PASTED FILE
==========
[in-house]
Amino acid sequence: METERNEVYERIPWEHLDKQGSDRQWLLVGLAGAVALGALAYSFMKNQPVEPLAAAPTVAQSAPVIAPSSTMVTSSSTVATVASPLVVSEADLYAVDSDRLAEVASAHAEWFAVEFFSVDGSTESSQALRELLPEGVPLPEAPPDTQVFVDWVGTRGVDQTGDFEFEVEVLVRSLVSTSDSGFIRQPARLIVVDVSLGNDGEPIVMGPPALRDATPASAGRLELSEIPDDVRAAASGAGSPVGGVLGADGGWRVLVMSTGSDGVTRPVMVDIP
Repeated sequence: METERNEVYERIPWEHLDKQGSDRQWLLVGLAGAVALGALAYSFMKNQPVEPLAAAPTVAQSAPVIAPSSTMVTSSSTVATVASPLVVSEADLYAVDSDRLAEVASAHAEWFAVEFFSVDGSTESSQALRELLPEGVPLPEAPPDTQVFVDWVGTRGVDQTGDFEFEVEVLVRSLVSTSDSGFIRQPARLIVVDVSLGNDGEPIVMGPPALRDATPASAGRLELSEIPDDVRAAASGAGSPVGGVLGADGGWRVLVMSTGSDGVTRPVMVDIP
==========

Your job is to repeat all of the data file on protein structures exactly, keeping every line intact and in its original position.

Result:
[in-house]
Amino acid sequence: METERNEVYERIPWEHLDKQGSDRQWLLVGLAGAVALGALAYSFMKNQPVEPLAAAPTVAQSAPVIAPSSTMVTSSSTVATVASPLVVSEADLYAVDSDRLAEVASAHAEWFAVEFFSVDGSTESSQALRELLPEGVPLPEAPPDTQVFVDWVGTRGVDQTGDFEFEVEVLVRSLVSTSDSGFIRQPARLIVVDVSLGNDGEPIVMGPPALRDATPASAGRLELSEIPDDVRAAASGAGSPVGGVLGADGGWRVLVMSTGSDGVTRPVMVDIP
Repeated sequence: METERNEVYERIPWEHLDKQGSDRQWLLVGLAGAVALGALAYSFMKNQPVEPLAAAPTVAQSAPVIAPSSTMVTSSSTVATVASPLVVSEADLYAVDSDRLAEVASAHAEWFAVEFFSVDGSTESSQALRELLPEGVPLPEAPPDTQVFVDWVGTRGVDQTGDFEFEVEVLVRSLVSTSDSGFIRQPARLIVVDVSLGNDGEPIVMGPPALRDATPASAGRLELSEIPDDVRAAASGAGSPVGGVLGADGGWRVLVMSTGSDGVTRPVMVDIP